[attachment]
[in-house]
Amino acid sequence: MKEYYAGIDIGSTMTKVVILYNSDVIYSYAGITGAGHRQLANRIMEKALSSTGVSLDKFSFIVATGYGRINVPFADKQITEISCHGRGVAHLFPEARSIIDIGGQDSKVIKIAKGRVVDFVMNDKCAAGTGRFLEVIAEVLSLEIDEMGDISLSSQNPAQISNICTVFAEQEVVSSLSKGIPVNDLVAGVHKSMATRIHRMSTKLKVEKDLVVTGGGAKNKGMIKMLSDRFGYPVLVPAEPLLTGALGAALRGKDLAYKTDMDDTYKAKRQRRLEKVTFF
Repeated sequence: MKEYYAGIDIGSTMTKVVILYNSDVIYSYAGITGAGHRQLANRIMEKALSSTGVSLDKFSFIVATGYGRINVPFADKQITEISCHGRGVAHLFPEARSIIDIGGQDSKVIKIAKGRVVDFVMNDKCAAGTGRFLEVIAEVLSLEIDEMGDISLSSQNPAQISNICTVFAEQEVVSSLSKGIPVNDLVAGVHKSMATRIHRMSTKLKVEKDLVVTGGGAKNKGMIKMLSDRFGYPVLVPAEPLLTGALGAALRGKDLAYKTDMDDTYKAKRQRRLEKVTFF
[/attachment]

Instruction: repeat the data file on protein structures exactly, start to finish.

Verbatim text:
[in-house]
Amino acid sequence: MKEYYAGIDIGSTMTKVVILYNSDVIYSYAGITGAGHRQLANRIMEKALSSTGVSLDKFSFIVATGYGRINVPFADKQITEISCHGRGVAHLFPEARSIIDIGGQDSKVIKIAKGRVVDFVMNDKCAAGTGRFLEVIAEVLSLEIDEMGDISLSSQNPAQISNICTVFAEQEVVSSLSKGIPVNDLVAGVHKSMATRIHRMSTKLKVEKDLVVTGGGAKNKGMIKMLSDRFGYPVLVPAEPLLTGALGAALRGKDLAYKTDMDDTYKAKRQRRLEKVTFF
Repeated sequence: MKEYYAGIDIGSTMTKVVILYNSDVIYSYAGITGAGHRQLANRIMEKALSSTGVSLDKFSFIVATGYGRINVPFADKQITEISCHGRGVAHLFPEARSIIDIGGQDSKVIKIAKGRVVDFVMNDKCAAGTGRFLEVIAEVLSLEIDEMGDISLSSQNPAQISNICTVFAEQEVVSSLSKGIPVNDLVAGVHKSMATRIHRMSTKLKVEKDLVVTGGGAKNKGMIKMLSDRFGYPVLVPAEPLLTGALGAALRGKDLAYKTDMDDTYKAKRQRRLEKVTFF